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Fund education to check rising insecurity, redeem Nigeria’s future, ASUU tells FG

The Academic Staff Union of Universities (ASUU), University of Ibadan, on Sunday blamed ‘rising insecurity in the country as one of the consequences of government’s failure to fund education and educate children of the masses.’

This was stated by the Chairman, University of Ibadan, Chapter of ASUU, Professor Deji Omole on Sunday when commenting on the state of education in Nigeria and what the future holds for the country.

Omole added that Nigeria’s future looks bleak with the attitude of her leaders to funding education, saying that the Union was unhappy with the 2019 budget percentage allocated to education which he said is about the worst in recent past.

The ASUU boss stated that the ruling class should see the rising insecurity as one of the consequences of failing to educate the nation and attending to the welfare of the people.

The Union advised the Federal government to pay the N25billion Earned Academic Allowances it agreed to pay before the Union suspended its strike in February 2019.

According to him, while the government has released N20billion revitalisation fund to Universities, no University has received the N25billion Earned Academic Allowances that government claimed it has released.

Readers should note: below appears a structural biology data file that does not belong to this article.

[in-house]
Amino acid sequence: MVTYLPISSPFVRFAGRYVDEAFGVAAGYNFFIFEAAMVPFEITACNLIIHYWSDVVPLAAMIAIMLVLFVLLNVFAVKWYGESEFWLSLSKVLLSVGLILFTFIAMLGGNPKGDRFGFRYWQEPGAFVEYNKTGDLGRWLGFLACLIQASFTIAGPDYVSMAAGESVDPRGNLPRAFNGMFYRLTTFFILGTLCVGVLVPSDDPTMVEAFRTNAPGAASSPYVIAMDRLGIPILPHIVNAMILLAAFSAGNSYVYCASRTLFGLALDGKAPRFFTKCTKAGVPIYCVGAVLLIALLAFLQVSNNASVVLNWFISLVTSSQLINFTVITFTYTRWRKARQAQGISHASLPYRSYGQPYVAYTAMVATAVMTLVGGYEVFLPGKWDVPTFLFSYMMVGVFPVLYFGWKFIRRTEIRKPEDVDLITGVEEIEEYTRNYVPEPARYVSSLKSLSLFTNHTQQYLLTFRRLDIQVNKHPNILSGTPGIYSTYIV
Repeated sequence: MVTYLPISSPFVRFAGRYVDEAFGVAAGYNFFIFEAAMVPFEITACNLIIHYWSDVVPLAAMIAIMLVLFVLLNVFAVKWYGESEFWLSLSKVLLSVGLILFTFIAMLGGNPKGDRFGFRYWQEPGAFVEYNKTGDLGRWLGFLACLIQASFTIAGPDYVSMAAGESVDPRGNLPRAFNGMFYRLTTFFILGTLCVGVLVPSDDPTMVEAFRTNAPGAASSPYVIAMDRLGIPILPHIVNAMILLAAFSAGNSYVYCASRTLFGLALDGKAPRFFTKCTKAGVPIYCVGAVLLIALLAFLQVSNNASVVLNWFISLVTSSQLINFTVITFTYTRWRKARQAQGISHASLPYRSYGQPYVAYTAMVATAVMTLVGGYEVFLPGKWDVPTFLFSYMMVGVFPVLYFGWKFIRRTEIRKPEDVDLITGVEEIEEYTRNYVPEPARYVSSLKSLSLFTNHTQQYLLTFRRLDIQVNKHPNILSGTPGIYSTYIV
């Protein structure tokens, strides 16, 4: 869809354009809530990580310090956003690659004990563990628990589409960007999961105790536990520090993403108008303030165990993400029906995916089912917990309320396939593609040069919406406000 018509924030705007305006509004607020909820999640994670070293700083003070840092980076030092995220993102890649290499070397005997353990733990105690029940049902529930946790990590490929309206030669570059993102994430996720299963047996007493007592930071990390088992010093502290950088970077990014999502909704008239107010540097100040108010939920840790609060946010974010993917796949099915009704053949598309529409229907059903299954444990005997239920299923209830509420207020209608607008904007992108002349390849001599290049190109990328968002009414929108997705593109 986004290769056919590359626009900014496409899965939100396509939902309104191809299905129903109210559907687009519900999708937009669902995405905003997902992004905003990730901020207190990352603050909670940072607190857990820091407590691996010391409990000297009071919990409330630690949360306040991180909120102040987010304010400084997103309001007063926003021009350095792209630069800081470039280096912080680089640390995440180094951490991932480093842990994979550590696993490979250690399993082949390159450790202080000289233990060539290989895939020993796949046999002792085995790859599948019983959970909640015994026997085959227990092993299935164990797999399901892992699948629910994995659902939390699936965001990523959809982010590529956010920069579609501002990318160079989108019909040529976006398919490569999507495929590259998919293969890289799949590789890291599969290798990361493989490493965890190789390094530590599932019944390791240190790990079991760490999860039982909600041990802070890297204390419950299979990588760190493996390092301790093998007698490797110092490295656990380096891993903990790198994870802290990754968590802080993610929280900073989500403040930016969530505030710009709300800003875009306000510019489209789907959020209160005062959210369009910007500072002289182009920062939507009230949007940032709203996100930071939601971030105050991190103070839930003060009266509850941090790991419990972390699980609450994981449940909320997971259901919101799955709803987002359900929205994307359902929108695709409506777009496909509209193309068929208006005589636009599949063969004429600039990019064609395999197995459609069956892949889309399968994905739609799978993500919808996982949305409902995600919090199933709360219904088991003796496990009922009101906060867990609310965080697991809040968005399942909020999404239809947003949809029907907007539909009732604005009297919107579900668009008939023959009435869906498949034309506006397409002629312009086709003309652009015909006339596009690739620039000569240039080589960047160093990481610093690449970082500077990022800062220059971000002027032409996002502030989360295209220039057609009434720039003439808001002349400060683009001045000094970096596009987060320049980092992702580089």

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The Union said it expects the government to strictly follow the timelines allocated to meeting specific demands now that elections are over.

While noting that the Union is discussing renegotiation of its agreements with the government, Omole stated that government should do the needful and implement all outstanding components of the Memorandum.

“The N20billion for revitalisation has been sent to the universities. The issue of renegotiation has started. The issue of the payment of Earned Academic Allowances has not been done months after suspending the strike. The government claimed it has released the money but it has not reached the university so that is why we are saying that in terms of the timelines, we can say we have not followed the MOA religiously.

“But in a country where everything has to stop for elections, we assume the government will do the needful and put issues in the MOA behind us by fully implementing it now that elections are over.

“We are not happy about 2the 019 budget allocation to education. They presented this budget while we were on strike. We had assumed that a government that promised change will increase the budgetary allocation to education while the university staffs are on strike. However, we realised that the budget was further cut down in terms of percentage allocated to education.

“This is about the worst in recent past. You can know that when you have such an attitude from people in Government who feel that they can achieve much without education, the future of that country is bleak.”

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